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Power for peace in the Niger Delta

Establishing a community gas-bottling company to reduce local pollution, generate income, and reduce violence in the Niger Delta.

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Explain your project idea (2,000 characters)

The project would establish and train a community-run company to run a gas bottling and distribution business. It would allow communities to tap into the potential of the numerous gas ‘flaring’ sites around the Niger Delta, which burn off gas associated with the production of crude oil. The project would create jobs, improve household health, and repair community relationships with government and oil companies. If successful, it could be replicated elsewhere. The gas compression units necessary for the project can be prefabricated based on specific needs and then plugged in on site. There is a ready-made market, as power distribution networks function intermittently in urban areas, while they do not exist at all in rural areas, where the majority of the region’s inhabitants live, and want for electricity. The gas wasted by flaring in the Niger Delta is enough to generate 27,000 MW – almost ten times the current capacity of all Nigerian power plants. Towns and villages could bottle this and sell it for power generation, transportation fuel, and cooking that is cleaner than using kerosene or diesel. This would be extremely positive in a region which faces a range of complex, connected challenges. These include armed criminal and political violence, a lack of socioeconomic development, and serious environmental degradation. The environmental challenges are acute, and together they form one of the factors that contribute to the area’s ongoing instability. Thousands of barrels of crude oil are spilt, and millions of cubic square feet of gas are flared each year. Gas flare issues are well known in the Niger Delta. They release sulphur into the air, causing acid rain that is harmful to humans and the environment. They contribute to global climate change, and create serious light pollution. And they waste an enormous amount of potential to generate income and power, which communities face a chronic shortage of, despite sitting on huge energy reserves.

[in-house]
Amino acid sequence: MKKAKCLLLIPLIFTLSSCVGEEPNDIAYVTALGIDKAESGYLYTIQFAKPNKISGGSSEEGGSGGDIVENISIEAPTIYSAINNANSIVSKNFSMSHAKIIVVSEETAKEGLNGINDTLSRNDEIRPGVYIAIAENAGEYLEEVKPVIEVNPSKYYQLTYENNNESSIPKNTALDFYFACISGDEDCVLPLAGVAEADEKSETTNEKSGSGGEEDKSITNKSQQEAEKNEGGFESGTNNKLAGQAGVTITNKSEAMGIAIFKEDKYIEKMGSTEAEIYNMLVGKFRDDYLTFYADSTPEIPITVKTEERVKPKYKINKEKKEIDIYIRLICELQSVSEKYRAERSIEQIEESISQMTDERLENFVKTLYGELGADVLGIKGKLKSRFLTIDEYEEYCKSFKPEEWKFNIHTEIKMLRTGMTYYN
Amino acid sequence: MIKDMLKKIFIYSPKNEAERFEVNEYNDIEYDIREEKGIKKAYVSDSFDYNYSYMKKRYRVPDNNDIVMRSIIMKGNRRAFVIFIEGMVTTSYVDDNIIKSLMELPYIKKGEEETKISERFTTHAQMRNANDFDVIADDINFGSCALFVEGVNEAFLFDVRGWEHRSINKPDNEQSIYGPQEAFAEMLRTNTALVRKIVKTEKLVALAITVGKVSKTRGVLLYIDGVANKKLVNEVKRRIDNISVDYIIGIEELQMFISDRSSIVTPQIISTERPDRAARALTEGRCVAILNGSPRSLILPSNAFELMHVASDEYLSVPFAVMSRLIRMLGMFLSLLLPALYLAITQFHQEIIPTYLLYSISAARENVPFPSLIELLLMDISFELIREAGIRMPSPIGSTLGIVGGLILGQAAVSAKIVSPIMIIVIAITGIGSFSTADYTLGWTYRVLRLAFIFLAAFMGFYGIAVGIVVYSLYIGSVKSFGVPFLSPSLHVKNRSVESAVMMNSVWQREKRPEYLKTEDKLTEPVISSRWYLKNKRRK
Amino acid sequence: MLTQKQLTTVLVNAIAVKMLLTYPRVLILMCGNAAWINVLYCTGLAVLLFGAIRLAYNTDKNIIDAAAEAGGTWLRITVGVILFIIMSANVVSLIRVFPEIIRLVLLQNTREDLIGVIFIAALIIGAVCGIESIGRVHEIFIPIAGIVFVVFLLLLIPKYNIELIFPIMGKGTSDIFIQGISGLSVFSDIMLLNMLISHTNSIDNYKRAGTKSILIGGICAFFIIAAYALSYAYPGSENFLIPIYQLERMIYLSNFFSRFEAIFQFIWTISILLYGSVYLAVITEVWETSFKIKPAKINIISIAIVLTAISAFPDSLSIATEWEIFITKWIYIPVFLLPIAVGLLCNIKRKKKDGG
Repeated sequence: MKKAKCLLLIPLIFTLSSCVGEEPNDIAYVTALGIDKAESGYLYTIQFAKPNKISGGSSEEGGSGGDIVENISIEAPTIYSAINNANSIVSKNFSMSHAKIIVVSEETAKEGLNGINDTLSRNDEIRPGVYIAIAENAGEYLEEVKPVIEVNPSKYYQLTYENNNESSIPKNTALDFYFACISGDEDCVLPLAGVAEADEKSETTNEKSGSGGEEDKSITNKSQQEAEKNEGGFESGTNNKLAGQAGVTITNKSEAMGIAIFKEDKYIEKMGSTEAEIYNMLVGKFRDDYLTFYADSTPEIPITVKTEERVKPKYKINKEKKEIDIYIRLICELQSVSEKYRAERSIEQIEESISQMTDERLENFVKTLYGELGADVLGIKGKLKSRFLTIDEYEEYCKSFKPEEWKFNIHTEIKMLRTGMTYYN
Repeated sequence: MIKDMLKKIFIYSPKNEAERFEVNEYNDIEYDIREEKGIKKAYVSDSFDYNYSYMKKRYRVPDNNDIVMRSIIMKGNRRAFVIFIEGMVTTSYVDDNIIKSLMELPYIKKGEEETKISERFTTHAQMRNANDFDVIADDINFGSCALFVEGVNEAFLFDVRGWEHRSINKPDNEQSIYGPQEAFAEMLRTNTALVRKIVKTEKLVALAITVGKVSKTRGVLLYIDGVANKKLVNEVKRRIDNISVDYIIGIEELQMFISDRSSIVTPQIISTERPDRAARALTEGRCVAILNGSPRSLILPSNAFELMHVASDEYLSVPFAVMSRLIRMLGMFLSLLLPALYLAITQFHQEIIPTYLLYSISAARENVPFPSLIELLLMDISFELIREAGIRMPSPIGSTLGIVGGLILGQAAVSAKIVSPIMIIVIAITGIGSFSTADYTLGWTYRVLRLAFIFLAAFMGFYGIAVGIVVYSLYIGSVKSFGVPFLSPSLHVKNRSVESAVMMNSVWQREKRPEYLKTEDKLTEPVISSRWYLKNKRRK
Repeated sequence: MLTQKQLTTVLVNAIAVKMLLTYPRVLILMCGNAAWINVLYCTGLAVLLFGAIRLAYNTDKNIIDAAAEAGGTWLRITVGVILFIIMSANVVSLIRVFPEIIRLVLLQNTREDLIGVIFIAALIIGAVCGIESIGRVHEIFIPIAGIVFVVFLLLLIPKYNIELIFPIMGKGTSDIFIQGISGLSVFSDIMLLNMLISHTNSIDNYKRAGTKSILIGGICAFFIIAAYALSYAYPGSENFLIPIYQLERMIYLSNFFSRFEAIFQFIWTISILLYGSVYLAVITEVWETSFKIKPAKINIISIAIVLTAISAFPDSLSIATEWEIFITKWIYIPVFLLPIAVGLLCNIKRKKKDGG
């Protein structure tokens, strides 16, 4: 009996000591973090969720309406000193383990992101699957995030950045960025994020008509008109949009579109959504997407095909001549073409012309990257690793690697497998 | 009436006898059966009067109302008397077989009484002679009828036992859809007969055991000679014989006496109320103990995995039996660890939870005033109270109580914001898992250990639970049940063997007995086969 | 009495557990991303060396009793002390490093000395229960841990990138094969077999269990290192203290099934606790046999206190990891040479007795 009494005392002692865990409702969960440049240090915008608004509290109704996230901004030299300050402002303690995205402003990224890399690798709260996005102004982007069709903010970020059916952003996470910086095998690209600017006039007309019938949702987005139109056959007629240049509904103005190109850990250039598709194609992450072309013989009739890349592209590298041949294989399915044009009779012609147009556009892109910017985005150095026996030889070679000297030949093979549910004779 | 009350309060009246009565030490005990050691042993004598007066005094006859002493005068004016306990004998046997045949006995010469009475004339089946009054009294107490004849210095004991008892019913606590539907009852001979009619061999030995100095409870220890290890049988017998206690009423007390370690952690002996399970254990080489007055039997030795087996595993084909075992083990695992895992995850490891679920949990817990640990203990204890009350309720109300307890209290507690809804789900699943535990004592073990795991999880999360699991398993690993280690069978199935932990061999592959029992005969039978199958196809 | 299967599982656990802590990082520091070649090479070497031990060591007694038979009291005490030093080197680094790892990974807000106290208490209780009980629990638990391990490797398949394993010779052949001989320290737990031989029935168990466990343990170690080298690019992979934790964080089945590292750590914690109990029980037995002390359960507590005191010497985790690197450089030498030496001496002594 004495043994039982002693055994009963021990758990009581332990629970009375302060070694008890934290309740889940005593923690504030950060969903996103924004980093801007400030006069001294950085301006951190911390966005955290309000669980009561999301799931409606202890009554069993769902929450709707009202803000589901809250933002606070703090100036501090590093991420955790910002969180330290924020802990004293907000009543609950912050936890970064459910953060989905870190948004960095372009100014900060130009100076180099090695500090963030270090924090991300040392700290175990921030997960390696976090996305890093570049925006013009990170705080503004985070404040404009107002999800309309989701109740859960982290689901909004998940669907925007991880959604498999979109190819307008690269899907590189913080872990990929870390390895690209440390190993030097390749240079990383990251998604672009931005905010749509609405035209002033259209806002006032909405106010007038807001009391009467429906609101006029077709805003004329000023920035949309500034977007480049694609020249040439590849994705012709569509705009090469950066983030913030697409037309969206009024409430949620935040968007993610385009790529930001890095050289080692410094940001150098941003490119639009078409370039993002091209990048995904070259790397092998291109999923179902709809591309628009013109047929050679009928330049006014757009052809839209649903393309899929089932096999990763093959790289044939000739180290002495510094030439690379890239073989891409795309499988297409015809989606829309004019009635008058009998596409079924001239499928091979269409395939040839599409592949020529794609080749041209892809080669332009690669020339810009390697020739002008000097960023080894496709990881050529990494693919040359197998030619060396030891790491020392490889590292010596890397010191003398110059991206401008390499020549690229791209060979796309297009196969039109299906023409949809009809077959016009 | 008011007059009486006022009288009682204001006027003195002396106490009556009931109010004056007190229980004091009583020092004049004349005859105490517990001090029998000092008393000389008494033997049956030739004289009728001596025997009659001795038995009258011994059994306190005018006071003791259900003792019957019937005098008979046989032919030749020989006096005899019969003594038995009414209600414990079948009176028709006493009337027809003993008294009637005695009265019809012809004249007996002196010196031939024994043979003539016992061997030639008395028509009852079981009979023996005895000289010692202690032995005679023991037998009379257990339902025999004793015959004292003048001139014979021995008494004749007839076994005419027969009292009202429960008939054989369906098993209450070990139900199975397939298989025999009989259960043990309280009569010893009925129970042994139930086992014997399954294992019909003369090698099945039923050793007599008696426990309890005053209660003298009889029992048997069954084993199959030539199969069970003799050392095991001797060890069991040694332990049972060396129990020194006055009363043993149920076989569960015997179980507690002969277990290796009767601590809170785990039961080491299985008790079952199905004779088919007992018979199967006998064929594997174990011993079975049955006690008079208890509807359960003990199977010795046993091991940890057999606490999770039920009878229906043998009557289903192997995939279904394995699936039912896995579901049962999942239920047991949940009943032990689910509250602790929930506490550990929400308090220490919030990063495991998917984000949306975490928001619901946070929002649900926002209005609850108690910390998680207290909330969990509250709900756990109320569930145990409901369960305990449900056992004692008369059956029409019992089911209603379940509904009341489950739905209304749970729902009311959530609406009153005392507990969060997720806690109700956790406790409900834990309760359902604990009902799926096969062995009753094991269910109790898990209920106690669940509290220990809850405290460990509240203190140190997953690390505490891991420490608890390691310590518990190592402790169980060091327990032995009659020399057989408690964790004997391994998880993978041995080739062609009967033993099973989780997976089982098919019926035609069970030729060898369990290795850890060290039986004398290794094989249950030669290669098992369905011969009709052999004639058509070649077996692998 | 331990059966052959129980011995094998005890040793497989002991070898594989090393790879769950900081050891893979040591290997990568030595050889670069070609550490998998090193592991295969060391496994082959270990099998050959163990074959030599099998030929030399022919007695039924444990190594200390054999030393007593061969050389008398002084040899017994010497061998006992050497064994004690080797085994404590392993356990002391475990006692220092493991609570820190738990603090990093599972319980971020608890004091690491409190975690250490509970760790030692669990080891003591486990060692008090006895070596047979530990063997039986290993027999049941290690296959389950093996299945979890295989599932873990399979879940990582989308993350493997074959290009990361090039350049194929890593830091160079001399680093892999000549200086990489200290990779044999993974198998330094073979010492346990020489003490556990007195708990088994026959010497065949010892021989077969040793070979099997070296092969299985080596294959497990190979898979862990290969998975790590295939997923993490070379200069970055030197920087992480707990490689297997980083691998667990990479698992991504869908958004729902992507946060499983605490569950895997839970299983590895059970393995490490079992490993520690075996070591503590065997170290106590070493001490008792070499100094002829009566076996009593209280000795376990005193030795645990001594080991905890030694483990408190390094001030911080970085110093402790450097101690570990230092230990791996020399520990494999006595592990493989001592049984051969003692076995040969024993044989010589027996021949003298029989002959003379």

Who are the beneficiaries? (1,000 characters)

Our beneficiaries are: - Young men (in particular) in the pilot region who are potential recruits for the artisanal oil refining industry. This involves the theft and informal, or ‘artisanal’, refining of crude oil from pipelines and other oil infrastructure. This has led to armed criminality, and is also one of the causes of the soot and health crisis in the Niger Delta. - Women and girls who currently make a living by drying tapioca in the heat given off by the gas flares, but which consequently damages their health. - Members of Ogboinbiri community, Southern Ijaw Local Government Area of Bayelsa State, within the target market area for the pilot community business. If supported to switch from kerosene or diesel to gas generators, they will have a cleaner, healthier and cheaper source of electricity.